There are basically no age restrictions on breast reduction. The crucial factors here are the result required by the patient and her state of health. The female breast is affected by pregnancy and breastfeeding. To achieve the best possible result, surgery should not take place for at least eight months after the patient has ceased breastfeeding.
If a woman suffers from certain heart diseases, diabetes or tumours, the attending surgeon will advise her whether breast reduction is possible.
What are the risks of breast reduction?
As with all surgery, a breast reduction may be followed by complications such as infection, swelling or post-operative haemorrhaging. However, the risk of this happening is low. Patients may notice the nipple has become less sensitive, although this is usually only temporary.
Their ability to breastfeed can be affected, depending on the surgical technique used. Women should tell the attending doctor if they wish to have children so this can be taken into consideration when selecting the procedure to be used.
The result of breast reduction surgery can be affected by a subsequent pregnancy and breastfeeding.
Breast reduction is usually performed as an inpatient procedure under general anaesthetic. The intervention takes between two and three hours depending on how complex it is and the surgical technique used.
It can in principle also be performed as an outpatient procedure. The attending doctor will make an individual recommendation in this regard based the complexity of the intervention.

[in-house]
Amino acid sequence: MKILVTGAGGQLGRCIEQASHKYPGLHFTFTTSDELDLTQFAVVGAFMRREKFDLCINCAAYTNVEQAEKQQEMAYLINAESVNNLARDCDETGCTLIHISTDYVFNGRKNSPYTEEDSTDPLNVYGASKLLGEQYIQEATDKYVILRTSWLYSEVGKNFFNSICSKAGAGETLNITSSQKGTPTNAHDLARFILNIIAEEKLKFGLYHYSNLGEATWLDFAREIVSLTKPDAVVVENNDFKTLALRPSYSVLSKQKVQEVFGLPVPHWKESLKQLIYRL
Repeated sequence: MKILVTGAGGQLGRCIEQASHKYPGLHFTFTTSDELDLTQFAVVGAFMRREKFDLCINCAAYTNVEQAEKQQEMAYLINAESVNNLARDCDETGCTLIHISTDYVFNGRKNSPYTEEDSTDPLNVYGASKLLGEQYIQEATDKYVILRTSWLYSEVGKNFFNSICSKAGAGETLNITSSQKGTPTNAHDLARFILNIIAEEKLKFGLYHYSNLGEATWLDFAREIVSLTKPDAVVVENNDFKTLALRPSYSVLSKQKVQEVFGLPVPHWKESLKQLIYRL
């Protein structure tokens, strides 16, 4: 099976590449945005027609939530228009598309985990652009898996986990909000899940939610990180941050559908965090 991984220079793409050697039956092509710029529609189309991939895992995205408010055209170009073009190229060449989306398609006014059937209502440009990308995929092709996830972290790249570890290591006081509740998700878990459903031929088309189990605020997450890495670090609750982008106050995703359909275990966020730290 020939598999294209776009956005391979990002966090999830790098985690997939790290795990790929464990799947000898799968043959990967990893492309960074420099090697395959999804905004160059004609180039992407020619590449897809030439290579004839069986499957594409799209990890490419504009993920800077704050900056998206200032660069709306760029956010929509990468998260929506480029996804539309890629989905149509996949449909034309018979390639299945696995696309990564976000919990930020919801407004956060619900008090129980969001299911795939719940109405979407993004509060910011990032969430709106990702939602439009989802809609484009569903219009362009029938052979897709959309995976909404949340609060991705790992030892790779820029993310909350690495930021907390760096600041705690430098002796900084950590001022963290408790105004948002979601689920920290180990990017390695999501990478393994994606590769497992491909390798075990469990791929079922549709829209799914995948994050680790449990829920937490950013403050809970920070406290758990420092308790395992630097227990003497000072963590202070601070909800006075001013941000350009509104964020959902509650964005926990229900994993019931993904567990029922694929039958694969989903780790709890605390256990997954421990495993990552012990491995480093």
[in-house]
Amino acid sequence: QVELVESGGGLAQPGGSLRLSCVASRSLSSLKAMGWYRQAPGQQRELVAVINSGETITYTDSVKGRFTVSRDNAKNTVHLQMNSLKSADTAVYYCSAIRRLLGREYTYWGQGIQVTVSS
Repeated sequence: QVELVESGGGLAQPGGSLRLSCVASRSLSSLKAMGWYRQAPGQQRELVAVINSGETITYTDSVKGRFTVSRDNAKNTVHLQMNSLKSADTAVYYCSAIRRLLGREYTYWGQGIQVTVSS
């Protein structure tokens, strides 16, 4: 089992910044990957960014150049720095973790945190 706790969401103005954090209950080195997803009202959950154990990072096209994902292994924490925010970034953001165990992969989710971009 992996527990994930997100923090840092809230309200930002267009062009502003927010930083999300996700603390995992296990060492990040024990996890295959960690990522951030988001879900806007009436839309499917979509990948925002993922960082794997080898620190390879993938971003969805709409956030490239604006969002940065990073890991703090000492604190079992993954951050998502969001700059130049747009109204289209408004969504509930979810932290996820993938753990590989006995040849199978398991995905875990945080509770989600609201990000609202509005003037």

How is a breast reduction performed?
Before the operation, the surgeon will mark out the site of the planned incisions depending on the treatment method selected. During breast reduction, fat, lymph and skin tissue are first removed from the lower part of the breast and then the desired shape is created from the tissue of the upper part. If a large amount of tissue is being removed, the surgeon also relocates the nipple and adapts its size to produce a harmonious overall appearance.
The positioning of the incisions made in the breast varies according to the surgical technique used, extending around the areola and in the skin of the lower breast. Scars will occur around the nipple, descending vertically to the fold of skin under the breast and – depending on the treatment method – horizontally below the breast.
In particular, the Lejour (or I) method is considered to reduce scarring significantly. Here the incision runs down vertically from the nipple, which ensures optimal lifting of the breast. The Benelli technique also results in inconspicuous scars, with the incision being made around the nipple only. However, the reduction in size achieved with this method is not very significant.